An Economist ad may have been voted 5th Best Poster of the 20th century, but the ASA was not prepared to protect it against an uncannily similar execution aimed at the same audience.
Topic: Ad protection
Who: EasyJet Airline Co Limited, The Economist and The Advertising Standards Authority
When: May 2003
Non-broadcast advertising watchdog The Advertising Standards Authority ("ASA") rejected a complaint by The Economist that a press advertisement for EasyJet breached the CAP Code. The Economist's bone of contention was that the EasyJet ad was too similar to one of its own. The original Economist ad was a classic of the 80s, from ad agency Abbott Mead Vickers.
Against the traditional scarlet background the white letters read
"I never read the Economist." Management Trainee, 42.
As Private Eye pointed out in its recent item on the case, it is something of an ad icon and in 1999 was voted the fifth best poster of the twentieth century.
Enter stage left EasyJet, who last year took all its advertising in house. Its April 2003 poster featured the headline
"I would never fly EasyJet". George Smith – Management Trainee, aged 47
Between the two phrases is a ridiculous, gurning Smith and underneath is information about the wonders of EasyJet short haul business flights.
As Private Eye pointed out in its piece, there was an uncanny resemblance, and it seemed to the Economist that this was a copy book case of "unfair use of the goodwill attached to the …advertising campaign of any other organisation" prohibited by clause 21.1 of the CAP Code, the old Code, which applies to this complaint and all complaints received by the ASA before 4 June 2003
But the Advertising Standards Authority disagreed, rejecting the complaint out of hand, without even seeking EasyJet's comments.
In its decision the ASA accepts that the EasyJet ad "clearly uses a concept" derived from the Economist's campaign. However, the complaint is rejected on the basis that "the identity of the advertisers is clear and the advertisement does not denigrate the Economist's brand or campaign".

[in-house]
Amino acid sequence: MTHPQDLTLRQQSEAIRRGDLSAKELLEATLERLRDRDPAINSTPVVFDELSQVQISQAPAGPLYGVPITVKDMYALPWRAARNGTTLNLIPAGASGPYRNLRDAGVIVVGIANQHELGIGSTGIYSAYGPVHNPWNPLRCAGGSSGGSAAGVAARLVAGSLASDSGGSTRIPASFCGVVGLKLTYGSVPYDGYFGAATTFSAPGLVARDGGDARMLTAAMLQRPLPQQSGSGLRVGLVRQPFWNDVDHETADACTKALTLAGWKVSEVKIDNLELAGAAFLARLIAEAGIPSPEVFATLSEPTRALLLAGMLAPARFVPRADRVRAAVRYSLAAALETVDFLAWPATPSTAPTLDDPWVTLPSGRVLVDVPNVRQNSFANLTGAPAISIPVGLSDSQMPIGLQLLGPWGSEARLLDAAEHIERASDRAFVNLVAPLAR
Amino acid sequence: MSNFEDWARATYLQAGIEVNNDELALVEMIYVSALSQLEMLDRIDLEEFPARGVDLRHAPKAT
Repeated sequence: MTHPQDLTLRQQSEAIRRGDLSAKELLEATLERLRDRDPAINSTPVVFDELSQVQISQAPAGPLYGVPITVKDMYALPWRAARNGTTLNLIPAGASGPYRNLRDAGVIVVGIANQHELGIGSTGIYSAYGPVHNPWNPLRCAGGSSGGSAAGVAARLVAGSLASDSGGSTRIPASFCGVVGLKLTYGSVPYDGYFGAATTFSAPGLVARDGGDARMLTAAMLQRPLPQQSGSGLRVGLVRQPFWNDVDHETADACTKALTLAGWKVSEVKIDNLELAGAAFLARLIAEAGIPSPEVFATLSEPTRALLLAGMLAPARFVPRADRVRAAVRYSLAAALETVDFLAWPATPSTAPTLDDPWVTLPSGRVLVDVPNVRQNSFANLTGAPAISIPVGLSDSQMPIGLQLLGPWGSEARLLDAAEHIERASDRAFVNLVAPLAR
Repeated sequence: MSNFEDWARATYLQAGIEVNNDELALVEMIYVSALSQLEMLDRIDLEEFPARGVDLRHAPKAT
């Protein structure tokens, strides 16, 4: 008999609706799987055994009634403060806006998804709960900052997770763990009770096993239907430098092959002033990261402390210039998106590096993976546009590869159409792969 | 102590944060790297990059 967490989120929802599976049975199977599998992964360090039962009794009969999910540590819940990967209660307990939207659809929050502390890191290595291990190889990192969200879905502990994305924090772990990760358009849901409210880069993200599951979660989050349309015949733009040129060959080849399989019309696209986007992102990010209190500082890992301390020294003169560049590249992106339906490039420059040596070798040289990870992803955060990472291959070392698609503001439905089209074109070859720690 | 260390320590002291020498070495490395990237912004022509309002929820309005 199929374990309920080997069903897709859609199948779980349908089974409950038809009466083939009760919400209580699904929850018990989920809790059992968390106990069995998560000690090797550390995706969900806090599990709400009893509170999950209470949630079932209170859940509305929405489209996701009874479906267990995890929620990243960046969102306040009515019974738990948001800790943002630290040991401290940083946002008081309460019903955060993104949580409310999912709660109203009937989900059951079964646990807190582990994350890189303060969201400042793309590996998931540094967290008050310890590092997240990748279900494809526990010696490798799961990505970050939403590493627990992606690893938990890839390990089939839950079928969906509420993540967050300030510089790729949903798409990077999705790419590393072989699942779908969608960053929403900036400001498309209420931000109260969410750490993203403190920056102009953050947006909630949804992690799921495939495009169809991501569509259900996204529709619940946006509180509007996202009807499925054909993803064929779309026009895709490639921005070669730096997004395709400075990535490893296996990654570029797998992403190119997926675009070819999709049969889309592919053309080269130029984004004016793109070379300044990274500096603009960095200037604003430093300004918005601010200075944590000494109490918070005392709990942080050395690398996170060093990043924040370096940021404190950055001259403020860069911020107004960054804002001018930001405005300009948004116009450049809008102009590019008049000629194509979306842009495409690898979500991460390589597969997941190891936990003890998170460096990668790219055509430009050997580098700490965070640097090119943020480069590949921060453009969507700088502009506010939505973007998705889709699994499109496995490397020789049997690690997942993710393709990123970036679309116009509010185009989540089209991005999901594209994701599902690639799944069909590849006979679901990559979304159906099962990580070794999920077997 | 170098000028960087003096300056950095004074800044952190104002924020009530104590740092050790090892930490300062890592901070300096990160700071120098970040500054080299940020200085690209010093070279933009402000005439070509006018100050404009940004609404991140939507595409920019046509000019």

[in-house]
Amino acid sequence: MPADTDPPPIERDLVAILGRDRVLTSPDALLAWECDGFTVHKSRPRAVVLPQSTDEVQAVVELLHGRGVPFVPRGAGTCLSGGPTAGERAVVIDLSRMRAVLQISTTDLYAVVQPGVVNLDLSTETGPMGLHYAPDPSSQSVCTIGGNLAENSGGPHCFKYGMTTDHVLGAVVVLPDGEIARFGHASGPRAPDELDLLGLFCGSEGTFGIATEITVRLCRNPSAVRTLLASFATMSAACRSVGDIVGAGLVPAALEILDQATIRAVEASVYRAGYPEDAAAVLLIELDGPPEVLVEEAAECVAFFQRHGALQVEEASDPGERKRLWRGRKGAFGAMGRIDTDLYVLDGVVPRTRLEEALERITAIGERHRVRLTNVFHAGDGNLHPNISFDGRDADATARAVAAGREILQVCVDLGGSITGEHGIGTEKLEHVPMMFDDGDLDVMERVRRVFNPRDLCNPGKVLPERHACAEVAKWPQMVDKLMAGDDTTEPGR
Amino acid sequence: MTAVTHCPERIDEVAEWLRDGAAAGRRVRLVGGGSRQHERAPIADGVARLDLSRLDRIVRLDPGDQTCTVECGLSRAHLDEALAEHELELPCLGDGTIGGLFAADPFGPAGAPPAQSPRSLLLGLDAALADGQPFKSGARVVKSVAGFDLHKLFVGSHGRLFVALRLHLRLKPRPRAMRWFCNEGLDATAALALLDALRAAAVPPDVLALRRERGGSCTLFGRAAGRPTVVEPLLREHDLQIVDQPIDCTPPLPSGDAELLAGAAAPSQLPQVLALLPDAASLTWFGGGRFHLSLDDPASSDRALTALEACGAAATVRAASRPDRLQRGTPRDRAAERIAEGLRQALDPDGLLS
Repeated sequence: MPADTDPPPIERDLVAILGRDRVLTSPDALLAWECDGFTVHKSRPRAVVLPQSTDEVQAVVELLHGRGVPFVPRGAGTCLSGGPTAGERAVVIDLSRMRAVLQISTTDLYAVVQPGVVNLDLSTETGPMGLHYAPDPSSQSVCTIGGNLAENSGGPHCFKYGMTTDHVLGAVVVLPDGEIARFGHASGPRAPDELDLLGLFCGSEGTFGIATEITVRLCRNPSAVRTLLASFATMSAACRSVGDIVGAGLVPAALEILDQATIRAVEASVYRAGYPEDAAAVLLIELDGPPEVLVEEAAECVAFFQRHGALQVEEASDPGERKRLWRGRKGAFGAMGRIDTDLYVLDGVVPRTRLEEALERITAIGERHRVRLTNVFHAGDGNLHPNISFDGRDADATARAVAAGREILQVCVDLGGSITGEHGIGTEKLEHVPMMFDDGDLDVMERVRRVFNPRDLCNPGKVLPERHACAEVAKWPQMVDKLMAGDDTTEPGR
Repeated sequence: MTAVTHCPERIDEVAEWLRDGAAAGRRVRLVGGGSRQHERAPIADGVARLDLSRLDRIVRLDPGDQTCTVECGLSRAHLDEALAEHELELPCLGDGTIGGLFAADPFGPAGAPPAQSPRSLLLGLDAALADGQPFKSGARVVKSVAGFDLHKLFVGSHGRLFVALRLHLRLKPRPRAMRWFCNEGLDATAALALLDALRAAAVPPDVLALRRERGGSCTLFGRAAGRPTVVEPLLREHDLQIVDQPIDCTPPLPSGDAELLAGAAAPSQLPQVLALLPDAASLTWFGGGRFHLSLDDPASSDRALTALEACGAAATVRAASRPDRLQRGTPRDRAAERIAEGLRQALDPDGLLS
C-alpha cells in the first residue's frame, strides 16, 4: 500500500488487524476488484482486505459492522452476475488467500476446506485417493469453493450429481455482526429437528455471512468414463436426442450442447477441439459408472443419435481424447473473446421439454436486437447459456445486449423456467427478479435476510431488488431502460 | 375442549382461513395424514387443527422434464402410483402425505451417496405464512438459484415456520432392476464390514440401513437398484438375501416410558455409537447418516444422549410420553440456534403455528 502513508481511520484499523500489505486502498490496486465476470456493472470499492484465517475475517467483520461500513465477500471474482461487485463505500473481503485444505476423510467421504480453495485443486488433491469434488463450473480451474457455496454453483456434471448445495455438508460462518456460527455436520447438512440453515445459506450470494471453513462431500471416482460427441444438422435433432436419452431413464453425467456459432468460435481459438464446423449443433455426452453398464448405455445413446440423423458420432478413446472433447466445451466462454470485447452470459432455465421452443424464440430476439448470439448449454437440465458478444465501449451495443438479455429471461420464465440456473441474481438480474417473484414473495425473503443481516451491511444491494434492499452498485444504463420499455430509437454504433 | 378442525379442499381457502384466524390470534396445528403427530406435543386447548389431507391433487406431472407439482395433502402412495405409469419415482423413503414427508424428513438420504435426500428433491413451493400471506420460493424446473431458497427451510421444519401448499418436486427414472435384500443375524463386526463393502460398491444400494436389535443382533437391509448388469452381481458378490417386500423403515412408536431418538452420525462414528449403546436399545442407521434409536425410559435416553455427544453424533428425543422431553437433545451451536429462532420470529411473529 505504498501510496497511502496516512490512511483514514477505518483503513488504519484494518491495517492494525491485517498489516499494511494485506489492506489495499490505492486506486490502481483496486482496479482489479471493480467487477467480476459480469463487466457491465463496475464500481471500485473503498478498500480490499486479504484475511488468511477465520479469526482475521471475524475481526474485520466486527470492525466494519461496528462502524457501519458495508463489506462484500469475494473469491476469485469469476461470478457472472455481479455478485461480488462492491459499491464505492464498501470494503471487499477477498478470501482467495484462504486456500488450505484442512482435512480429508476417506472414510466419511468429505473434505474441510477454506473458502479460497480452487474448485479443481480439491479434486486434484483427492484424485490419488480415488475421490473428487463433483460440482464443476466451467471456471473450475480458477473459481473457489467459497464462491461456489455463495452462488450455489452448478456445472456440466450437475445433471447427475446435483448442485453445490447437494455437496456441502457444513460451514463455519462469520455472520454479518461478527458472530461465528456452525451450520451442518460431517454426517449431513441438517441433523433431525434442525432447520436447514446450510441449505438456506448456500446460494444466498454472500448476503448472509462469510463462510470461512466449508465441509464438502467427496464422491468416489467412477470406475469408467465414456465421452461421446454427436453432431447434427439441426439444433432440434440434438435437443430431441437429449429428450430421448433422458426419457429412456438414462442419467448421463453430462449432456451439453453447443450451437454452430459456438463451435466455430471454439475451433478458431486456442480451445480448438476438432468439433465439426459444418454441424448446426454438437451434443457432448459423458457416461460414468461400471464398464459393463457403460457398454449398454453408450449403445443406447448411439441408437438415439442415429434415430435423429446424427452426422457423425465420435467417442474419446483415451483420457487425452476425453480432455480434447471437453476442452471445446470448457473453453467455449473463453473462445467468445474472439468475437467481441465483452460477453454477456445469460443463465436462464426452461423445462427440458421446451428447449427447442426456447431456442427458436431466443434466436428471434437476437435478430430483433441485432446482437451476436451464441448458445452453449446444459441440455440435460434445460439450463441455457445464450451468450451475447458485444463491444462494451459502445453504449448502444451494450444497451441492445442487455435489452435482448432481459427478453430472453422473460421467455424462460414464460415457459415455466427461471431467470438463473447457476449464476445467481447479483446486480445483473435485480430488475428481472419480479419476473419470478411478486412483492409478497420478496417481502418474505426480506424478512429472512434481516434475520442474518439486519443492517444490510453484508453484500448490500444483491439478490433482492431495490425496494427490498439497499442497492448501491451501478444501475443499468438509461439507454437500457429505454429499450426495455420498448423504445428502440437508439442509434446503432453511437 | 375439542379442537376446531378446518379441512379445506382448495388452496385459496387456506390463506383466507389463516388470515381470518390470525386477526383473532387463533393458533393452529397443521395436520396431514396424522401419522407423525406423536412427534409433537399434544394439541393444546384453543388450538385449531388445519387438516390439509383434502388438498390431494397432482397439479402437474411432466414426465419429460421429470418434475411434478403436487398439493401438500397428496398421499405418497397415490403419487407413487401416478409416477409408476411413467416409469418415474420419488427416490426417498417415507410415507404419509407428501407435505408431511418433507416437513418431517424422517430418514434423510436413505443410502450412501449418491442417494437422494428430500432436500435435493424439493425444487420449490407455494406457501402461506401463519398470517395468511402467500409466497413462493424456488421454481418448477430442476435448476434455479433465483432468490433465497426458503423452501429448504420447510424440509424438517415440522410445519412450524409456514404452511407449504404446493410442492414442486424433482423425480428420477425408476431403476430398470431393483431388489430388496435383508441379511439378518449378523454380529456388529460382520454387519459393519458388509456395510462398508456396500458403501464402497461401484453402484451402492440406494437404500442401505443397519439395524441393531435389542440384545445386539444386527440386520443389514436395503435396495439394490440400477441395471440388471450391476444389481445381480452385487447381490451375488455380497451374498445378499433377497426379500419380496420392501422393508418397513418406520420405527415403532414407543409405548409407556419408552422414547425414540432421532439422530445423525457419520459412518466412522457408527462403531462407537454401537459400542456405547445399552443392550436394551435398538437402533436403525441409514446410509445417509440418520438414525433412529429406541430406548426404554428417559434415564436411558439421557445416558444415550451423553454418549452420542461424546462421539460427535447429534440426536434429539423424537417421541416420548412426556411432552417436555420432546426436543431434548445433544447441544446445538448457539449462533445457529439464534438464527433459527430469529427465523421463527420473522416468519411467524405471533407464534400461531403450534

But, to coin a phrase made famous by Private Eye, some mistake surely.
The "Exploitation of Goodwill" paragraph 21.1 of the CAP Code is not about unclear identification of the advertiser or about denigration of a previous advertisement. It is also not about denigration of brands. These are covered by other provisions of the Code.
As the heading of 21.1 clearly indicates, this part of the Code is about unfair exploitation of the goodwill which an advertiser has built up in a campaign.
Here we have an advertisement that clearly has a strong reputation/goodwill attached to it. Intentionally or not, the EasyJet "version", surely takes unfair advantage of that goodwill by being (1) so closely similar (2) so unsophisticated in execution, particularly with the gurning Smith and (3) targeted at the same readership as the original Economist ad.
One imagines that the Economist is not happy with this decision and may be seeking a review or appeal.
Why this matters:
Two other points of concern arise here.
First of all, here is yet another example of the increasingly legalistic approach on the part of the ASA to the processing of complaints. In requiring denigration of trademarks or advertising and/or confusion before a complaint of this kind will be seriously entertained, the Council seems to think it is in Chancery handling a passing off case.
This is not a case of alleged "passing off". It is a case where an advertiser is genuinely and justifiably aggrieved (as Private Eye believed it should be) and looking to a regulatory body to "do what is says on the tin" and apply the correct provisions of its Code in the spirit as well as the letter.
Our second point is even more worrying. Looking at the new CAP Code, under which all complaints received from 4 June 2003 will be considered by the ASA Council, the "Exploitation of goodwill" paragraph 21.1 has disappeared altogether. Yes, disappeared. In its place has appeared a paragraph headed "Imitation".
Paragraph 21.1 reads:
"No marketing communication should so closely resemble any other that it misleads, is likely to mislead or causes confusion".
Again the issues the ASA thought it had to deal with in its first decision, but more worryingly, now we have no recognition in the Code that the goodwill built up by a particular advertising campaign is deserving of protection against "unfair use" without a need to show confusion or denigration.
We would not dream of suggesting that in coming to its decision in relation to the Economist complaint, the ASA applied the new Code by mistake instead of the old. By adopting the approach that it has, however, the Council has clearly given a foretaste of the much more legalistic and limited protection which the Code will in future be giving to advertisers concerned about others' campaigns that are uncannily similar to their own.
What was it that drove the decision to remove the old 21.1 from the new Code? To use another Private Eye'ism, we think we should be told.